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Libraries really do change lives

When the new library – officially named the Moe Service Centre and Frank Bartlett Memorial Library – opened in mid-2016, it created a wonderful splash in our little town and, indeed, the whole region, generating ripples of enthusiasm about its potential and pride in the services it provides. I wrote an article about this in 2016: Because we’re worth it.

Now, four years down the track, I can say with certainty that that the Moe library really has changed lives.

Our library really has changed lives

When the new library opened in Moe, many families who had never been members of a library before joined up and started borrowing books. Why? Because the Moe library is a beautiful place to come, because it is an ideal setting for books and the other things the library offers, and because it is ours – we, the people of Moe, feel that our library belongs to us.

Our library has a lot of meeting spaces – private and public – and plenty of room. Light streams in through the ceiling-to-floor windows, creating the feeling that you are both inside the library and outside in the streets of Moe.

Some kids meet up in the library after school to study; other kids meet to play X-box video games in the gaming room. Elderly people meet up with others to talk about the old times. People – very young, very old and all ages in-between – come into the library throughout the day to use the computers, listen to audio books, play, read books or newspapers, or just talk – to friends or strangers. And, of course, to attend the many meetings and events held at the Moe library by community groups, government or businesses.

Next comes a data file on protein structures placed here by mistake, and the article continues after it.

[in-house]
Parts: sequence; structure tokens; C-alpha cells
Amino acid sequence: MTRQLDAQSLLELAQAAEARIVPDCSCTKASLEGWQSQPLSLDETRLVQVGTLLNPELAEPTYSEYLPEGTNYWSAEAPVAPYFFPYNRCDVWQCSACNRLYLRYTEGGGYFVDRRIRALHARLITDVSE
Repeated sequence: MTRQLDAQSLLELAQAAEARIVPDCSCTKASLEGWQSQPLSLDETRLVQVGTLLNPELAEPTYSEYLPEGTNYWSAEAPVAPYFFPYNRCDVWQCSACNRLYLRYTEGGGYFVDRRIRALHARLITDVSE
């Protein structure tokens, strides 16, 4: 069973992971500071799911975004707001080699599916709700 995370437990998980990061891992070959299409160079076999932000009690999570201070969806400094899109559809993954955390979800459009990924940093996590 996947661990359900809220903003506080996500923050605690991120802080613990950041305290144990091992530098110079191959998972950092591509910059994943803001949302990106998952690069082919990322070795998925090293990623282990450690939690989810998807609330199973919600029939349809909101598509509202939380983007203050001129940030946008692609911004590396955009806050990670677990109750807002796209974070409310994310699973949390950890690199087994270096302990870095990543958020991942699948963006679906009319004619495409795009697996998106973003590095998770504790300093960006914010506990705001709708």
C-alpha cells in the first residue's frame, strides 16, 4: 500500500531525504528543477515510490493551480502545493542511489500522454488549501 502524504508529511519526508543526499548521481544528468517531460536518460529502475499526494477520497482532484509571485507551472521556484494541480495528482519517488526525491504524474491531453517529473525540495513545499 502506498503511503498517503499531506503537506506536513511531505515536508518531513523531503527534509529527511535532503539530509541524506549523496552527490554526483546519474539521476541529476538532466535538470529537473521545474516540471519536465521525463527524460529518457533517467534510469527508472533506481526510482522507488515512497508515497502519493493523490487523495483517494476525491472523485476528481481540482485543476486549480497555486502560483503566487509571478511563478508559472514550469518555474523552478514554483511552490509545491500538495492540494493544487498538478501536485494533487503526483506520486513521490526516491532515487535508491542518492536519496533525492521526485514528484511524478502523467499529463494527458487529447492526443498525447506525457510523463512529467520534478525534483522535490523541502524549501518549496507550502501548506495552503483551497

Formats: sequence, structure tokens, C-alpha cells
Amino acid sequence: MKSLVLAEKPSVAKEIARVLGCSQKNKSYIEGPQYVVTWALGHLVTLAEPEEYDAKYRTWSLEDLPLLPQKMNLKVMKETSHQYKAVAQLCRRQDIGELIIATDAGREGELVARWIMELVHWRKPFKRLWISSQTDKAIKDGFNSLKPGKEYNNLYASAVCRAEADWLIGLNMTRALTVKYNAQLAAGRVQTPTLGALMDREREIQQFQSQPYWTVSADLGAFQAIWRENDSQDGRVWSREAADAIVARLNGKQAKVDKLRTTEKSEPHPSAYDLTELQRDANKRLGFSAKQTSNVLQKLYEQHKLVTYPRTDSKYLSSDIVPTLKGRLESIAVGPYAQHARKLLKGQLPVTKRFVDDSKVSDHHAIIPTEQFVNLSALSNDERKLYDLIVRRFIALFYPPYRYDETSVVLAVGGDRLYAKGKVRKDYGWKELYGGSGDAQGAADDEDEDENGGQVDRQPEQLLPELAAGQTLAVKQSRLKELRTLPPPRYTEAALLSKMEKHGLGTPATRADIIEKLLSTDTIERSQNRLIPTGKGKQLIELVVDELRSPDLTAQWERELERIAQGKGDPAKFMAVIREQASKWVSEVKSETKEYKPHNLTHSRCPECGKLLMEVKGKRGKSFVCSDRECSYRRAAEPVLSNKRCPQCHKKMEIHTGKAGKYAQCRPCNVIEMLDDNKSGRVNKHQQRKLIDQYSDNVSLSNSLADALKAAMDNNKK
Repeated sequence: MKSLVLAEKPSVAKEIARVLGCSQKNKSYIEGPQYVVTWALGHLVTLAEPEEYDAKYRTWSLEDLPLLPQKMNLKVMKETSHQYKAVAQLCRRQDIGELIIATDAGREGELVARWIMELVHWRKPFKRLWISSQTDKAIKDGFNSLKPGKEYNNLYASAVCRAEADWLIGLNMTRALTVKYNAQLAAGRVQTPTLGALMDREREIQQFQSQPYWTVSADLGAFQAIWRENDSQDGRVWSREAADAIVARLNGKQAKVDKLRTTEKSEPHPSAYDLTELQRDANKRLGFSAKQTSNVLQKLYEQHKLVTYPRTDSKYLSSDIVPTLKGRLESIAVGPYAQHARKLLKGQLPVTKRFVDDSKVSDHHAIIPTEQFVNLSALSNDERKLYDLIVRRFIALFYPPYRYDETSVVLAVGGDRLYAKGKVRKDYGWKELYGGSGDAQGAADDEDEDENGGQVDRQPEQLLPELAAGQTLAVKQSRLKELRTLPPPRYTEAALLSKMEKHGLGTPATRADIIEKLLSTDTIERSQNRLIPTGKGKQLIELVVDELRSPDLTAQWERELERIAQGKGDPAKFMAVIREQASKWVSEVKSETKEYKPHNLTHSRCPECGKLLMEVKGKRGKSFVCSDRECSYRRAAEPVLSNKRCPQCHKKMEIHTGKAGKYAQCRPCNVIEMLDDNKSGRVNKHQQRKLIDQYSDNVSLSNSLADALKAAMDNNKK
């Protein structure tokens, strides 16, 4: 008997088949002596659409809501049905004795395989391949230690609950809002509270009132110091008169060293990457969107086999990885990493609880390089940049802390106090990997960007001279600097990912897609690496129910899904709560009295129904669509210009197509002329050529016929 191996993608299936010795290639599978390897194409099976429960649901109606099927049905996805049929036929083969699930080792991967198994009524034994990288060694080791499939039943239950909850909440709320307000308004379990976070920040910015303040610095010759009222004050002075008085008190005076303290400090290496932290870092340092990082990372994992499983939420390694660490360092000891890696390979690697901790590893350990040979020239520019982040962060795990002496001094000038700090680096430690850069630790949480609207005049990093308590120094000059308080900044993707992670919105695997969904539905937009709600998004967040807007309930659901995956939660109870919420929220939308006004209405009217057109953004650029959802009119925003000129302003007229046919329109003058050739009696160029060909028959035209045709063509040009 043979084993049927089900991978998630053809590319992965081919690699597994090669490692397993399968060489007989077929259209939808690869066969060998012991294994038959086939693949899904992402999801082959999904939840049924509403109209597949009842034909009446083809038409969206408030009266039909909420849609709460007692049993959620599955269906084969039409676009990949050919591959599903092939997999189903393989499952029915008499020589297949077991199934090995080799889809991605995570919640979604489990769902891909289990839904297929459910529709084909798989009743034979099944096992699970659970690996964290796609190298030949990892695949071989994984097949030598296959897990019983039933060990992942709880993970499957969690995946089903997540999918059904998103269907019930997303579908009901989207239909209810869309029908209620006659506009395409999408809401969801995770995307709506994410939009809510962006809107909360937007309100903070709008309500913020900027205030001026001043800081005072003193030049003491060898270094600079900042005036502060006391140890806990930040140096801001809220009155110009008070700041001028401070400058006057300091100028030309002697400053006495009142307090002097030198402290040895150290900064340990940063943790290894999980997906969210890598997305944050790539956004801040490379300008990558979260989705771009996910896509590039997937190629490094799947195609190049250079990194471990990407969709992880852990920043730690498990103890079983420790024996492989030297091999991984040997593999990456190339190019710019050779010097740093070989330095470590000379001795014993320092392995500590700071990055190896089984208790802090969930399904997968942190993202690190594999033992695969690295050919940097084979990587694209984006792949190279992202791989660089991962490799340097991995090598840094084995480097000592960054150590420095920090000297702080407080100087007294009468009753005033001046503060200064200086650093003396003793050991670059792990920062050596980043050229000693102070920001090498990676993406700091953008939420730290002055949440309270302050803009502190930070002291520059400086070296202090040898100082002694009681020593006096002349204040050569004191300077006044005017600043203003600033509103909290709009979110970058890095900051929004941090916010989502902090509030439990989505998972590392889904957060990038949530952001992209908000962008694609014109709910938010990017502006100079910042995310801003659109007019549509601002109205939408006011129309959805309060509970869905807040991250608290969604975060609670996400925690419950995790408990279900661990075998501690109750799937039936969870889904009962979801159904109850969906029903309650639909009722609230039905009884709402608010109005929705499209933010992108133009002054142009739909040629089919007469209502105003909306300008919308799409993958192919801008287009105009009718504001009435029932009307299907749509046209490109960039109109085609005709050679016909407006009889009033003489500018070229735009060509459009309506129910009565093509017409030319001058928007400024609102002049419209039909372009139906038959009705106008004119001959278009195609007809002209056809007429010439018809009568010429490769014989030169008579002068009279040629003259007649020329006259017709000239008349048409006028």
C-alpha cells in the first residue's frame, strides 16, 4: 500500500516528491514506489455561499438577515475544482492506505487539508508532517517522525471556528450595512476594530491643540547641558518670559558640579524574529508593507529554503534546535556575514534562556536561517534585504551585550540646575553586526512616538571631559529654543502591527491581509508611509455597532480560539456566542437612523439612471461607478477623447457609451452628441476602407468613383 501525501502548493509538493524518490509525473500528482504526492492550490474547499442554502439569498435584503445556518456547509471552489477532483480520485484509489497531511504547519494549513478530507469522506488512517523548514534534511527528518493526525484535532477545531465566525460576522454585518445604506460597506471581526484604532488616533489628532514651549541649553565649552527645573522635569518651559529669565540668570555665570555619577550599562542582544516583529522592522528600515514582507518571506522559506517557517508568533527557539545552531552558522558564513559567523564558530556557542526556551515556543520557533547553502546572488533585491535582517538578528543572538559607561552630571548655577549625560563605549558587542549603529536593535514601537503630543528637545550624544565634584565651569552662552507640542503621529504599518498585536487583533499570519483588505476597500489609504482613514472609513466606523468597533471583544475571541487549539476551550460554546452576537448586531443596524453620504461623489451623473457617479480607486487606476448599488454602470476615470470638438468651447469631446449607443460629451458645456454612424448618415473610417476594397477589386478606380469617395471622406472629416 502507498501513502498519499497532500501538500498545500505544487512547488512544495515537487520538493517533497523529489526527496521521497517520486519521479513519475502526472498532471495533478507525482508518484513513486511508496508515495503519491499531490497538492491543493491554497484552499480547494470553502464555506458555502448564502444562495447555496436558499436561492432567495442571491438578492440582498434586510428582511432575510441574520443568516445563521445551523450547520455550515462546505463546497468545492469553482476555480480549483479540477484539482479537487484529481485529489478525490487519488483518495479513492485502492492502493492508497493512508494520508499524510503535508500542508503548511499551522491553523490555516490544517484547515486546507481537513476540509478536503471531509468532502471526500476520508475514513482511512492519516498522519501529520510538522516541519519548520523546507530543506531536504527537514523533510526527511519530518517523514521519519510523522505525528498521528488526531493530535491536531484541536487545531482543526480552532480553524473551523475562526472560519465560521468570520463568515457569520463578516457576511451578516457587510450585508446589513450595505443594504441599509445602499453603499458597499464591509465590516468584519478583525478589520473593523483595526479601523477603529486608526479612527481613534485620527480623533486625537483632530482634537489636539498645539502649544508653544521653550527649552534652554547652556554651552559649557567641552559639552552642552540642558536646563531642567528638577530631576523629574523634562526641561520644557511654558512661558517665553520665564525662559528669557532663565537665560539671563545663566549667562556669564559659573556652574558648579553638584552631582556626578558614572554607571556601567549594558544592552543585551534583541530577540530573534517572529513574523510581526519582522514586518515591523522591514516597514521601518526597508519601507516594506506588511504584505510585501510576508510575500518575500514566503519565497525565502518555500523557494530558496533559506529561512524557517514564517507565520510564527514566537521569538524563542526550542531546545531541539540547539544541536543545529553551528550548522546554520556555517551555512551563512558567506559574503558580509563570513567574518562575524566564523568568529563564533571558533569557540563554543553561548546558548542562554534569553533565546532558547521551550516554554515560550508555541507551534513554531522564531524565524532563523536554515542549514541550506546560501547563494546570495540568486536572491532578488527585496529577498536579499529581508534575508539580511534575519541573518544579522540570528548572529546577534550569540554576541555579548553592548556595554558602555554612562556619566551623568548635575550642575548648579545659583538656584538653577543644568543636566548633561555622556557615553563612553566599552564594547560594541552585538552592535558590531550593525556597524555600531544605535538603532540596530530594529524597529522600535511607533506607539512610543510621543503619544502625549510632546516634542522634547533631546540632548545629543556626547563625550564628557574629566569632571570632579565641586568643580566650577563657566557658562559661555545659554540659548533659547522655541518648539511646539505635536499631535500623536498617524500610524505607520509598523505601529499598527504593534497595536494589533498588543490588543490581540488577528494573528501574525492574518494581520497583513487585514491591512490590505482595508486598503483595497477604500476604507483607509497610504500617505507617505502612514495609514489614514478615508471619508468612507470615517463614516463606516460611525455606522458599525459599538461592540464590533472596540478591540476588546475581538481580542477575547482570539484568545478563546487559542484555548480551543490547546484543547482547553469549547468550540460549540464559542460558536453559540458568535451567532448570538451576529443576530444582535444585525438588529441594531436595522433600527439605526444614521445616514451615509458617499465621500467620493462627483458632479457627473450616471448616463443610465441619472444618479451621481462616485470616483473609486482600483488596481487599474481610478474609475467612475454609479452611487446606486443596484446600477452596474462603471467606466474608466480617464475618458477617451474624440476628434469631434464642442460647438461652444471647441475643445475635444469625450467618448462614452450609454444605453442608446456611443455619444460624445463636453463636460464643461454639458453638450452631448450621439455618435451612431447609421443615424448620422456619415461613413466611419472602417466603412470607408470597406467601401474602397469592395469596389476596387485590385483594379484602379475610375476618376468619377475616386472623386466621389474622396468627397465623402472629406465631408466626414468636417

The library is also a resource centre for meetings and events for community groups, government or businesses, along with its traditional role of offering a borrowing service for books, videos, audio books, games, journals and much, much more.

The facilities

There are plenty of meeting spaces and sitting areas around the library where you can speak quietly, or loudly as the case may be; as well as private rooms that can be booked for quiet study or private discussions. The interactive whiteboard rooms are hi-tech and, in my experience, really add value to the workshop or group when discussing or workshopping ideas, stories or poetry. If you’re holding an event, there are areas for relaxing between sessions, as well as tea, coffee, boiling water etc. and kitchen/catering facilities. And importantly, the new library is accessible to people of all abilities.

Come to visit!

If you live in the region or are passing through, and haven’t ever been to the Moe library, do come for a visit. Grab a coffee from the library’s Coffee Kart, and walk down past the bookshelves, little kids’ play area, gaming area and newspaper-reading room, to the glass-walled, sunny room at the eastern end of the  library, where you can relax in a bean-bag or armchair to drink your cuppa. If you feel like some action, check out the hive of activity that is our library – including an eating/drinking area on the south-side (facing the train tracks), the computer area, or the displays in the front foyer. Or you can simply use the library in the old-fashioned way: browse the shelves, check out the catalogue, or sit in an armchair and read a book.

Everyone is welcome to visit. And anyone can become a member, as long as you have some ID.

It is not only our library, after all. It is yours too.

More information

Note: the author is a passionate book-lover, writer, poet and editor, member of Latrobe City Libraries, and frequent visitor to the Moe library.

Edited and proofread by Dee Sansom, On Time Typing, Editing and Proofreading

Image: Moe library, by Sally-Anne Watson Kane


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